Scientists from the Monell Chemical Senses Center have found that children who most prefer high levels of sweet tastes also most prefer high levels of salt taste and that, in general, children prefer sweeter and saltier tastes than do adults. These preferences relate not only to food intake but also to measures of growth and can have important implications for efforts to change children’s diets.
Many illnesses of modern society are related to poor food choices. Because children consume far more sugar and salt than recommended, which contributes to poor health, understanding the biology behind children’s preferences for these tastes is a crucial first step to reducing their intake.
“Our research shows that the liking of salty and sweet tastes reflects in part the biology of the child,” said study lead author Julie Mennella, PhD, a biopsychologist at Monell. Biology predisposes us to like and consume calorie-rich sweet foods and sodium-rich salty foods, and this is especially true for children. “Growing children’s heightened preferences for sweet and salty tastes make them more vulnerable to the modern diet, which differs from the diet of our past, when salt and sugars were once rare and expensive commodities.”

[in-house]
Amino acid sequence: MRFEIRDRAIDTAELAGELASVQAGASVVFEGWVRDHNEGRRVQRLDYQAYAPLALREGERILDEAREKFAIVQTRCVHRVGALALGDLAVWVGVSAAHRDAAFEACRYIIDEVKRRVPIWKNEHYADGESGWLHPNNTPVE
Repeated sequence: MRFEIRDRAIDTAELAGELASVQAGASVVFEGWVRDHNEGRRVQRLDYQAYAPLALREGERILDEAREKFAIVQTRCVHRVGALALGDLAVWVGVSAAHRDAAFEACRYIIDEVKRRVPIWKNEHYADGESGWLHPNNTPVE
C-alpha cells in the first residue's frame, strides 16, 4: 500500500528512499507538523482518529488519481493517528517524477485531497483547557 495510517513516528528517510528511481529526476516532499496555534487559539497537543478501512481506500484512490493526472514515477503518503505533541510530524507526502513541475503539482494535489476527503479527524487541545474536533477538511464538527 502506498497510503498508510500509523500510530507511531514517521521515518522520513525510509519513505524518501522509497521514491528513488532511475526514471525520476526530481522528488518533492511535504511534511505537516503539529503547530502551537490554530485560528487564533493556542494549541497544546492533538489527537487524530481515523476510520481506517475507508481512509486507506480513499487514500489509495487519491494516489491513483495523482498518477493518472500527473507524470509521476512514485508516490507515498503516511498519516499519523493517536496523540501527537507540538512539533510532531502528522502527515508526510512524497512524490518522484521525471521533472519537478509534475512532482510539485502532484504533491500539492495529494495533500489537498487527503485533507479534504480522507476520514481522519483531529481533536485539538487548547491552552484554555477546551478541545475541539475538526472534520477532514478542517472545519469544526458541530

In the study, published online at PLOS ONE, Mennella and colleagues tested 108 children between 5 and 10 years old, and their mothers, for salt and sweet taste preferences. The same testing method was used for both children and their mothers, who tasted broth and crackers that varied in salt content, and sugar water and jellies that varied in sugar content. The method, developed by Mennella and her colleagues at Monell, scientifically determines taste preferences, even for very young children, by having them compare two different levels of a taste, pick their favorite, and then compare that favorite with another, over and again until the most favorite is identified.